Both terms, Sesions (Sessions) and sizes (Assizes), are derived from verbs meaning ‘to sit’, and judges sat delivering judgement. Assize cases, to which constables had to transport criminals, were held in major towns, and could result in capital punishment. Lesser cases often concluded with corporal punishment, and at Walsham there are fairly frequent instances of whipin administered by the constable. Although Mr Complin had to be called in to act as scribe for an illiterate constable, a surprising number of Walsham constables were able to write, after a fashion. Our team of researchers found great difficulty in deciphering the expense accounts written by Nat Plumpton the village blacksmith who was constable in 1718. His almost illegible bills feature frequently in expense accounts sent to the churchwardens. His metal handiwork is remembered every week, for the noisy latch of St Mary’s north door was made by him.
A duty more positive than punishment was the succouring of poor travellers or passingers. People such as these were a drain on the Walsham finances, and it was in the parish interest to move these passingers on to the next village. Also in this game of ‘pass the parcel’ were sailors discharged from their ships at the end of a voyage, or even shipwreck victims. In 1717 four shillings and sixpence was paid to successive groups of seamen. In the following year Nat Plumpton paid out 2s. 00d. for roloring (relieving?) 2 seamen & loging them at the bore. In Walsham The Blewbore, as it was known, did a good trade throughout the century, for the constables usually took passingers to spend the night there. In 1719 a Role and Chese could be had at the Boor for a peney.
A team of History Group researchers laboured over these fascinating, often amusing, documents for many months. The full transcription entitled “Bills and Receipts of the Parish Constables of Walsham le Willows 1708-821” is available on the list of History Group publications.
What the papers said – 100 years ago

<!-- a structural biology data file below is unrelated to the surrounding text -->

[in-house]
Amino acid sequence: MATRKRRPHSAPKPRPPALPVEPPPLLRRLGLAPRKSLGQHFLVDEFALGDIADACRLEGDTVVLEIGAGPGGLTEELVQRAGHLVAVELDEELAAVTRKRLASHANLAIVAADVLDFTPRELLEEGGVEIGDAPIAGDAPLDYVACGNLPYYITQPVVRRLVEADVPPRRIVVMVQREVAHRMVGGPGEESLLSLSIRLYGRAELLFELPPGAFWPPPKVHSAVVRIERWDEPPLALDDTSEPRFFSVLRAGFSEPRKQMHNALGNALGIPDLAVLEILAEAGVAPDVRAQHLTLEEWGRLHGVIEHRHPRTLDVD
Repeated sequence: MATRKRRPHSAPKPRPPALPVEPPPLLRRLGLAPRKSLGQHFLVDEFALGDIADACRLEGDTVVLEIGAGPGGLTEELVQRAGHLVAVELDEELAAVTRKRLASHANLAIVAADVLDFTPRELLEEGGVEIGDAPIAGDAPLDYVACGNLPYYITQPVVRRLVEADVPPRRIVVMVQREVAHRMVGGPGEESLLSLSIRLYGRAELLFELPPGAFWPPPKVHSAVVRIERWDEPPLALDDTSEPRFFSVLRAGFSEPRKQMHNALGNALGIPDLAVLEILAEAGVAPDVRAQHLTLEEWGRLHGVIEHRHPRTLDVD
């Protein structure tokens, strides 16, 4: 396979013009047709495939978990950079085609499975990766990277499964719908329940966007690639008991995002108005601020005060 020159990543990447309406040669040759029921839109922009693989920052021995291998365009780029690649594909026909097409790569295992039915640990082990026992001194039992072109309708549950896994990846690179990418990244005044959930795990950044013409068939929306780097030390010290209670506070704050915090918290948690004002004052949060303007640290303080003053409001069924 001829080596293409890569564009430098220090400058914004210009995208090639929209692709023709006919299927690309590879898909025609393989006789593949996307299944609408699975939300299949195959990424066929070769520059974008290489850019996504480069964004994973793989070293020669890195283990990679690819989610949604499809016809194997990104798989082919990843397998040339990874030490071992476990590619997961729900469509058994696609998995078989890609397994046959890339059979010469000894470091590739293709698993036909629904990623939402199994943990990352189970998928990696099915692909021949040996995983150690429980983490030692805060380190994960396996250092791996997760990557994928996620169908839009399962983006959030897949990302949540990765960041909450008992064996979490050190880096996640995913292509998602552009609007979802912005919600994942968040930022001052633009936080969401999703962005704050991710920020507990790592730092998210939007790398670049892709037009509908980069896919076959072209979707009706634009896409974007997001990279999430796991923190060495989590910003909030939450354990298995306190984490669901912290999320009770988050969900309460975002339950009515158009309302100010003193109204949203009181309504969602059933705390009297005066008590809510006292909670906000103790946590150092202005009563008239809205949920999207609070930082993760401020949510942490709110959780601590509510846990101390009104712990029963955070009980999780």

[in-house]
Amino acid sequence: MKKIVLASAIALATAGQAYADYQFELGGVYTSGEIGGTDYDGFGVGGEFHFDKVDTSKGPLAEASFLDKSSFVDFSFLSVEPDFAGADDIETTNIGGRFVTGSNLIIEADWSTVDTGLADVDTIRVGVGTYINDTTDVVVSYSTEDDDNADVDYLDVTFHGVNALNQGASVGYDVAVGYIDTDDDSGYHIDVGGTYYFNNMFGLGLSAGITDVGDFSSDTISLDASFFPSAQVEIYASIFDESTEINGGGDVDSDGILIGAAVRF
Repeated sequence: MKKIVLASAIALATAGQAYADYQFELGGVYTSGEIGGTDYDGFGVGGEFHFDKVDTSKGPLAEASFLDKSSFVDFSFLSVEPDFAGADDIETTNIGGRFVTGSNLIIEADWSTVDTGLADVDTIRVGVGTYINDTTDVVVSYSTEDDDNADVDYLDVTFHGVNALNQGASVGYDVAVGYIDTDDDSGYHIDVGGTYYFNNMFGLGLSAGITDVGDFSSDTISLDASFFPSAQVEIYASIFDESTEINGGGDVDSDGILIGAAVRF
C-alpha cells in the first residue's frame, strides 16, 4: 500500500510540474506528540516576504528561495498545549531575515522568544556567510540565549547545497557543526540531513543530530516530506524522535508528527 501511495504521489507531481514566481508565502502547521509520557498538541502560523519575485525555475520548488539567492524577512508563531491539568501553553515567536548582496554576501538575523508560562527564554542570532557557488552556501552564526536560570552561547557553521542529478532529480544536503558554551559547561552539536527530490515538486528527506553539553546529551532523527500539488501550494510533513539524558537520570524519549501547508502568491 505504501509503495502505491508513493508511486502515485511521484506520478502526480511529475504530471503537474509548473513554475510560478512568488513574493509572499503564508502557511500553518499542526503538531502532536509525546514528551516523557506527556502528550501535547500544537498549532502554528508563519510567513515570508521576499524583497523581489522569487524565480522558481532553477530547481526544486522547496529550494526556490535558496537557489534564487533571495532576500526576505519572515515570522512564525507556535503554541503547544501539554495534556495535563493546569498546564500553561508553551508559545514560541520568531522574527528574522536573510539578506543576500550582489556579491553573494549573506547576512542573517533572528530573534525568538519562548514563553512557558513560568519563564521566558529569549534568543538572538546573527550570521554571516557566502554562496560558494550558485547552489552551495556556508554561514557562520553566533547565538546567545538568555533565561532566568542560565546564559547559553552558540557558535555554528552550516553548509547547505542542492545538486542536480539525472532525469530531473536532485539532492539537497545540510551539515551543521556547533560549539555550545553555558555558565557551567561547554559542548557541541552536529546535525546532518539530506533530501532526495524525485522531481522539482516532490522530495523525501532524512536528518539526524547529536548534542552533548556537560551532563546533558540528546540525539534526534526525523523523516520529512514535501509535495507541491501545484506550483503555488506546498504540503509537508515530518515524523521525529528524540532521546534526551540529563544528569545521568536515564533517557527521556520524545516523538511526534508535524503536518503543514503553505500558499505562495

Bury Free Press 1912
‘The inhabitants of a cottage in West Street, the property of Mr. Jaggard, were awakened very early by an outbreak of fire. A wooden beam running through the chimney, which had evidently been smouldering for some time, ignited. A few minutes later the staircase would have caught fire thus cutting off escape. Help came from the nearby farm occupied by Mr. Raynor and the flames were extinguished. This is the third fire in the village recently caused by chimney beams.’
‘Owing to the amount of influenza and sickness in the village all the schools have been closed. Many adults have also been afflicted.’
‘A debate on women’s suffrage was held in the village. A vote on there being immediate enfranchisement of women was carried, after the word ‘immediate’ was removed.’
‘At the Church service on Sunday special mention was made to the foundering of The Titanic.’
‘The sale took place of The Limes, the brick and slate residence in the High Street. It has five bedrooms, a box and bathroom, a dining, drawing, and morning room, two kitchens, storeroom, a cellar, and coal house. Also it has a butcher’s shop occupied for many years by Mr. Cawston. Also included are stables, a harness room, two loose boxes, a slaughter house, piggery, chaise house, and am egg store room. In the walled garden there is a large greenhouse and two pumps. After several bids it was knocked down to Mr. Aldridge for £450.’
‘A very severe thunderstorm passed over the village accompanied by heavy rain and hail. In the afternoon the lightning struck a chimney at the farmhouse occupied by Mr. Westley Davey, damaging the roof and knocking the fireplace out in the room below. A mirror was also cracked but fortunately the occupants were uninjured.’
‘Mr. Harry Finch of Walsham is to sail to Australia on the SS Otway to Melbourne with his wife and family. He worked as a blacksmith and wheelwright.’